In this "finitely many different values of n>=1" means finite numbers. So, It is incorrect.

(iii) The function f does not terminate for finitely many different values of n ≥ 1.

In this "finitely many different values of n>=1" means finite numbers. So, It is incorrect.

(iv) The function f does not terminate for infinitely many different values of n ≥ 1.

In this "infinitely many different values of n>=1" means infinite numbers. So, It is correct.

__Q4. On Recursion__

Consider the code fragment written in C below :__Q4. On Recursion__

*void f (int n)*

{

if (n <=1)

{

if (n <=1)

*{*

printf ("%d", n);

}

else

printf ("%d", n);

}

else

*{*

f (n/2);

printf ("%d", n%2);

}

}

f (n/2);

printf ("%d", n%2);

}

}

**What does f(173) print?**

**- Gate IT 2008**

A. 010110101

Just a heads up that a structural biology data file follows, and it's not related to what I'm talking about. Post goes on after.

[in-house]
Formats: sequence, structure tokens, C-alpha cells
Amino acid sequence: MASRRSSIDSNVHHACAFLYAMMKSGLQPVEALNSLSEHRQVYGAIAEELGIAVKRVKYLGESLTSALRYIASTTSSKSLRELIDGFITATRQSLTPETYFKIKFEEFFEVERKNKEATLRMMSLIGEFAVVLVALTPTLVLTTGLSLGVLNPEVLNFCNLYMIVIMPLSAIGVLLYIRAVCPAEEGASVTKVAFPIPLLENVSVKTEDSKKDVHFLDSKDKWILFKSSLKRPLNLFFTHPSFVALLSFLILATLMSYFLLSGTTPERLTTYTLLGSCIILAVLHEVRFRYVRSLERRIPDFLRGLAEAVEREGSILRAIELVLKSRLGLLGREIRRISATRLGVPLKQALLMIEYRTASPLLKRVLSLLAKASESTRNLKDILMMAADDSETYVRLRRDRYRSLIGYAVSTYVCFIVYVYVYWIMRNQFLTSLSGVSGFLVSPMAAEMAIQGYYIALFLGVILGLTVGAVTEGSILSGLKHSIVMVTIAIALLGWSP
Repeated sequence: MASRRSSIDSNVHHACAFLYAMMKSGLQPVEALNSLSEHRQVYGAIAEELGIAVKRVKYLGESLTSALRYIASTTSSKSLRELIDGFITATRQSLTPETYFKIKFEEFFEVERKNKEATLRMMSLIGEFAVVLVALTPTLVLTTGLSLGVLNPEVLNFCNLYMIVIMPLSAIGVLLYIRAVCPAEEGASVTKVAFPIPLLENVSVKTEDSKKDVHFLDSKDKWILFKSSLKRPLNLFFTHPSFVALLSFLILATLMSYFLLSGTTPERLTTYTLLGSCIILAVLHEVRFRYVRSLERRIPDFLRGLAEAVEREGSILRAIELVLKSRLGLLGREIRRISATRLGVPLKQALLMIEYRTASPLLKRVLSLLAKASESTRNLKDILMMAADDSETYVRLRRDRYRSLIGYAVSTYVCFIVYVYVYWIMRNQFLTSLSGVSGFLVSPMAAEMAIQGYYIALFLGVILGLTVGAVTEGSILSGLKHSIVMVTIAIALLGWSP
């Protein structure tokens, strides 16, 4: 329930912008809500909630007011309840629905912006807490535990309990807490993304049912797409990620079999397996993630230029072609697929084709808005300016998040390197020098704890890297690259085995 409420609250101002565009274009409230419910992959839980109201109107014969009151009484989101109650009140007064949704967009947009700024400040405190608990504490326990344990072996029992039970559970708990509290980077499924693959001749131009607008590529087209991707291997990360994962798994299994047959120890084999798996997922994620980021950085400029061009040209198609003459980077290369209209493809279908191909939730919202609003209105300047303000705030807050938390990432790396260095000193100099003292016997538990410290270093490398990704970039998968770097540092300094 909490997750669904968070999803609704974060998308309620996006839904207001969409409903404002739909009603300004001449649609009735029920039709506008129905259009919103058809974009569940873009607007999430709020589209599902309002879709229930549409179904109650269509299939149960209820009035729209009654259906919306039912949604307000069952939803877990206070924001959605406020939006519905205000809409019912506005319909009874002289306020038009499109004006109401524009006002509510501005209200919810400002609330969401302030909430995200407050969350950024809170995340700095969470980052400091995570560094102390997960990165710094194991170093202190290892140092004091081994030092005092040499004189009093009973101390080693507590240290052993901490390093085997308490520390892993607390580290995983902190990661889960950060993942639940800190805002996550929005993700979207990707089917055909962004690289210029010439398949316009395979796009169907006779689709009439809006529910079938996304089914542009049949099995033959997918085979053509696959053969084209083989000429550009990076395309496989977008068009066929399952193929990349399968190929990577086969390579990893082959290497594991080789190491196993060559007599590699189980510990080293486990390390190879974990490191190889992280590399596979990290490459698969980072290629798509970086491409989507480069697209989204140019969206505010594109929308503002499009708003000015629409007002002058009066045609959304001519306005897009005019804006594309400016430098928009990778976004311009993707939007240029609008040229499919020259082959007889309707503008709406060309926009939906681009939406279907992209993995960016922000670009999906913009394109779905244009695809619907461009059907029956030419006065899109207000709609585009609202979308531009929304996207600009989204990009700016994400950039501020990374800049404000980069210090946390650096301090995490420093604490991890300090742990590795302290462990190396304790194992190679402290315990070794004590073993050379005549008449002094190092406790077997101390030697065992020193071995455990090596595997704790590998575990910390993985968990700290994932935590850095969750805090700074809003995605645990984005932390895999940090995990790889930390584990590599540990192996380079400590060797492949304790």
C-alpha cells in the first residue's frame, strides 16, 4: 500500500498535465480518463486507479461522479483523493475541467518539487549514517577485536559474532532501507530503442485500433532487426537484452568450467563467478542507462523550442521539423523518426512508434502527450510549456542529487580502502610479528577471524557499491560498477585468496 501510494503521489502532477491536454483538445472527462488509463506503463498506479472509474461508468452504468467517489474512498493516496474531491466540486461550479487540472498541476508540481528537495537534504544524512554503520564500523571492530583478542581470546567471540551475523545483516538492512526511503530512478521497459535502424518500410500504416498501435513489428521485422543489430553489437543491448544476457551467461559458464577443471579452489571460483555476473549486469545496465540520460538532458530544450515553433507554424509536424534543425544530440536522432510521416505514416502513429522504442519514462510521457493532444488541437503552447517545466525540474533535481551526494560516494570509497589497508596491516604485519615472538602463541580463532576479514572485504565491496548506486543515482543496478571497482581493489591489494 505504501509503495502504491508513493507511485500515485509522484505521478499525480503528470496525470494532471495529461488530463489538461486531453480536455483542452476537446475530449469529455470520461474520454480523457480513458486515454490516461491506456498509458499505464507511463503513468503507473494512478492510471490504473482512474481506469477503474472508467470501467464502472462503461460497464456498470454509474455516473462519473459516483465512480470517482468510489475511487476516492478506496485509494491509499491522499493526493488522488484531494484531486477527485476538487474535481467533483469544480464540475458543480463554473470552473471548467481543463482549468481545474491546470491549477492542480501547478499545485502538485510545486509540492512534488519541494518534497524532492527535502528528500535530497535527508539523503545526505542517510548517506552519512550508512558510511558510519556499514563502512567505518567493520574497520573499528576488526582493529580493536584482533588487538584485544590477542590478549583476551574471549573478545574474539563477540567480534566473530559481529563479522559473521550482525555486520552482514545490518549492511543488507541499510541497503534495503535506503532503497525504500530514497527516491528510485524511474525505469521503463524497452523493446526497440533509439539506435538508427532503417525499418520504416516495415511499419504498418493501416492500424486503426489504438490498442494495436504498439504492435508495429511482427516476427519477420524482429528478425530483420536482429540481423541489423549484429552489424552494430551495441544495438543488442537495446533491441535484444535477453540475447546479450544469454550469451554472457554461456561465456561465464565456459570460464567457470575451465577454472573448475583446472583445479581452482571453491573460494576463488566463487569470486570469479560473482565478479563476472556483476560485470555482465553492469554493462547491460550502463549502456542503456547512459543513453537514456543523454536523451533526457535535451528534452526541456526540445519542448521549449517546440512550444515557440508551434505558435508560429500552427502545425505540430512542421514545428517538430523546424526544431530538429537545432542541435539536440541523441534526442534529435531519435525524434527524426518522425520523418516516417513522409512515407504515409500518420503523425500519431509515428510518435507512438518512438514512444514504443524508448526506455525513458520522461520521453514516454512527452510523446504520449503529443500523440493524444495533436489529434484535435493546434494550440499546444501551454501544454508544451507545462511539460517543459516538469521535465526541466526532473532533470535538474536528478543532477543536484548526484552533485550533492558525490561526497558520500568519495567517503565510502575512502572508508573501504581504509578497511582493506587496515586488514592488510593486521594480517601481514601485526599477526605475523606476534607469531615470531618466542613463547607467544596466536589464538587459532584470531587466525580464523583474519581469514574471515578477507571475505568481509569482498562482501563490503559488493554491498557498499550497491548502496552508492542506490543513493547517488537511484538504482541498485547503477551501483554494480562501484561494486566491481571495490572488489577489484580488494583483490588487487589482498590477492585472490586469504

B. 010101101

C. 10110101

D. 10101101

B. 010101101

C. 10110101

D. 10101101

**Solution: D. 10101101**

Explanation:

Explanation:

The f(int n) function return binary digit of decimal n number.

Binary number of 172 is 10101101.

__Q5. On Recursion__

__Q5. On Recursion__

**In general, in a recursive and non-recursive implementation of a problem (program) :**

- UGC NET CS 2015 Dec - II

- UGC NET CS 2015 Dec - II

A. Both time and space complexities are better in recursive than in non-recursive program.

B. Both time and space complexities are better in non-recursive than in recursive program

C. Time complexity is better in recursive version but space complexity is better in non-recursive version of the program.